Thursday, November 22, 2007

Thanksgiving Day

When I was growing up, my mother and grandmother traded off cooking on Thanksgiving and Christmas. It was basically the same meal - with the same recipes. We just had it once at our house in Hurst, Texas and the other time at my grandparents' house in Dallas. After my grandfather died in 1978, my mother and grandmother decided to join forces for the Christmas meal and that we would go out for Thanksgiving.

It seems strange now to go out to eat for Thanksgiving, but we did it for years. Big hotels in Dallas have huge spreads on Thanksgiving. Everything from turkey and dressing to sushi and giant boiled shrimp. Salads and deserts. It's ridiculous. And the price is ridiculous as well. My grandmother, who was always a very light eater, had lived through the depression and hated the idea of my father spending thirty or thirty-five bucks (it's probably much more now) on what would amount to a small plate of food for her. Always a generous, somewhat-extravagant man, my father encouraged her to eat what she wanted and not worry about it.

When I moved to New York City, I went to Texas for Thanksgiving once, in about 1992. I don't like spending holidays in Texas. I would rather spend holidays at home. For a few years, I went to the apartment of a friend of my boyfriend, Tom. Sal, a nice Italian guy. We had to agree to spend the whole day there. It was a great time. Lots of people in the fashion (retail) world and lots of other fabulous people. Tom and I were way out of our element, but we always had a very nice time. They dropped brand names and Tom and I smiled and nodded. I think we knew what they were talking about, but the names didn't ring the same in our ears.

When Tom and I broke up, my friend, Patty, suggested that I fly out to Ohio to spend Thanksgiving with her family. That was seven years ago. I've been coming here ever since. The first couple of years, we all made the trek to Tennessee to her parents' house. Of course we had a great time there, but it's a long drive and it was always a little exhausting to get off the plane from NYC and jump into the car for a six hour drive.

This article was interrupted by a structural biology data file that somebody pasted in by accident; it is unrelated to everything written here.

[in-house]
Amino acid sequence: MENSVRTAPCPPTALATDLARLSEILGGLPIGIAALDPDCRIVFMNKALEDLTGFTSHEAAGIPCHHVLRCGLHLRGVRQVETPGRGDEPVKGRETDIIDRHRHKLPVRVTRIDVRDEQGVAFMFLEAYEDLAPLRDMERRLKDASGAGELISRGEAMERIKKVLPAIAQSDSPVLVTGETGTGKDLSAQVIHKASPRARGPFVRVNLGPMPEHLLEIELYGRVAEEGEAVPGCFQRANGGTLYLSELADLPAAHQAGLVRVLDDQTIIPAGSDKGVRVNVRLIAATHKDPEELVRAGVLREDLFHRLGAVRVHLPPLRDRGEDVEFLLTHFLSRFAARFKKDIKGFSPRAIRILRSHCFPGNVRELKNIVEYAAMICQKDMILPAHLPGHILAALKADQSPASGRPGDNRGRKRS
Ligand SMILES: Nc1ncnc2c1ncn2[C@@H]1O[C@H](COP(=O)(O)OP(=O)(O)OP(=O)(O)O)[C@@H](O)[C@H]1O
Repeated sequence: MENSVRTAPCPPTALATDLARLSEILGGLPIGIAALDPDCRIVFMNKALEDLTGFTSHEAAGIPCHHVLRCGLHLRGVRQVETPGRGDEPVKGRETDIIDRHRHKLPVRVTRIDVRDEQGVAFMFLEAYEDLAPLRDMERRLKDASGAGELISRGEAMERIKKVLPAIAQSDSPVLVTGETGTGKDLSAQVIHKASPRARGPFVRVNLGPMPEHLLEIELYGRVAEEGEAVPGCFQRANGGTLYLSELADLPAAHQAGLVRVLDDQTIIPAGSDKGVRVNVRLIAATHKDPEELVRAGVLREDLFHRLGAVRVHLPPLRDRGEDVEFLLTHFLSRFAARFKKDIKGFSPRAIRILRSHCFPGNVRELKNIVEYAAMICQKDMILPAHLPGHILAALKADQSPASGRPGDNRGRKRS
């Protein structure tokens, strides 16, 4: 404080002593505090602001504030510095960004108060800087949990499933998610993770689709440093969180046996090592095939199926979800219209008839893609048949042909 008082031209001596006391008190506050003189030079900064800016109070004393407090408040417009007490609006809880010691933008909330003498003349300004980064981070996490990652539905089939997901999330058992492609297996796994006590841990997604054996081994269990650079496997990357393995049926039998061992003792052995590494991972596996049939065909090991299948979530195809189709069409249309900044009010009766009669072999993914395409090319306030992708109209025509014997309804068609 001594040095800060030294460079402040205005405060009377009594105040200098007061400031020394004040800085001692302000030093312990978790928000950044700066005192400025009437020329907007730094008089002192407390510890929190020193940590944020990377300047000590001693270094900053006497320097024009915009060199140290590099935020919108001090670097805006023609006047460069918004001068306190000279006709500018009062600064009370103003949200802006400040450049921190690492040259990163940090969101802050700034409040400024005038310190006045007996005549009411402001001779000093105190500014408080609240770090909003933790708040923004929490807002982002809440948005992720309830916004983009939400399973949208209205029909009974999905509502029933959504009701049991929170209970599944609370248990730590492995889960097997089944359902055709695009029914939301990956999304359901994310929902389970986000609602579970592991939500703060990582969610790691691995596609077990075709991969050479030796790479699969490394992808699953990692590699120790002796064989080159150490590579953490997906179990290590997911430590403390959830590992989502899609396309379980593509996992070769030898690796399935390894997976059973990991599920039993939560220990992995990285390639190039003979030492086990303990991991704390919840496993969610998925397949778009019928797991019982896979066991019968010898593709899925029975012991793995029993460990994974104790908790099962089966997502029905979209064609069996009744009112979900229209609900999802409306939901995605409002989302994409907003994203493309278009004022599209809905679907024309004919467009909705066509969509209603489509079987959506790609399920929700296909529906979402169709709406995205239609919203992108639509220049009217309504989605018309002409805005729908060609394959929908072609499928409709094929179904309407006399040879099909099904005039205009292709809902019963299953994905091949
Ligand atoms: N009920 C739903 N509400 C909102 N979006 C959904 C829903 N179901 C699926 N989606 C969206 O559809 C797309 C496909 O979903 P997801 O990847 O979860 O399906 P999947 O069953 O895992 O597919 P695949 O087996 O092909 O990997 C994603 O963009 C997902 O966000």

I'm generally pretty screwed up by jetlag and by my natural need to get up early and do something before the house begins vibrating with activity. This morning I was out of bed at 4:45. That was a little bit much, but there's a lot to do today. Fred got up at 9:30. I'd like to think that I will be able to take a nap, but I wonder now. We'll see.

At some point, I'll need to pick out a song for karaoke. And I've got to do some preparation for work on Monday. We played Celebrity last night, which was a ton of fun. Patty's two sons and three extra kids played. Our team lost, but that's sort of not what it's about, huh?

This is the kind of Thanksgiving that I think people talk about and remember. It's a big house with lots of snack food and kids and you walk around and talk and play games and watch tv and knit. It's just hanging out with people you love. I'm not relaxed enough around my family to do that. I'm not even sure that they are that relaxed around each other to do that. Family is a strange thing. Mine is a particularly odd mix of people.

At any rate, I like to think that I will return to Patty's house every year for Thanksgiving no matter where I am in the world. It's been my favorite holiday for years, ever since the years at Sal's. It's a pity that not everyone's Thanksgiving is like this and that everyone in the world doesn't have this holiday. It's Christmas without the pressure of presents. It's hanging out and eating. It's American Thanksgiving, and I'm thankful.


Anonymous said...

And a happy Thanksgiving - hope you're having/have had fun.


Mama Mojo said...

Happy Thanksgiving! It sounds like a great time!